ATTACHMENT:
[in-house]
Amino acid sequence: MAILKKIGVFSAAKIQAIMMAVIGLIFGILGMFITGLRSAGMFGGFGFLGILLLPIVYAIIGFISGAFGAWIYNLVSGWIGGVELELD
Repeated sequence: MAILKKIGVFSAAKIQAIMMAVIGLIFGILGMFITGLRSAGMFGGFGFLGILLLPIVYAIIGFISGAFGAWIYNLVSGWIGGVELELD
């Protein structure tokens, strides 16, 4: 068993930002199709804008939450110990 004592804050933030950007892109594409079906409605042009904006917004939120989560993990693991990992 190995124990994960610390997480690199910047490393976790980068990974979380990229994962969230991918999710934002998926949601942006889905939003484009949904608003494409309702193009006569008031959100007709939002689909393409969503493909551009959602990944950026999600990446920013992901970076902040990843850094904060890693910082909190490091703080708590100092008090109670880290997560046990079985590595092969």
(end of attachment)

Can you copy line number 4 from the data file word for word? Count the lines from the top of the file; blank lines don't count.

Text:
């Protein structure tokens, strides 16, 4: 068993930002199709804008939450110990 004592804050933030950007892109594409079906409605042009904006917004939120989560993990693991990992 190995124990994960610390997480690199910047490393976790980068990974979380990229994962969230991918999710934002998926949601942006889905939003484009949904608003494409309702193009006569008031959100007709939002689909393409969503493909551009959602990944950026999600990446920013992901970076902040990843850094904060890693910082909190490091703080708590100092008090109670880290997560046990079985590595092969």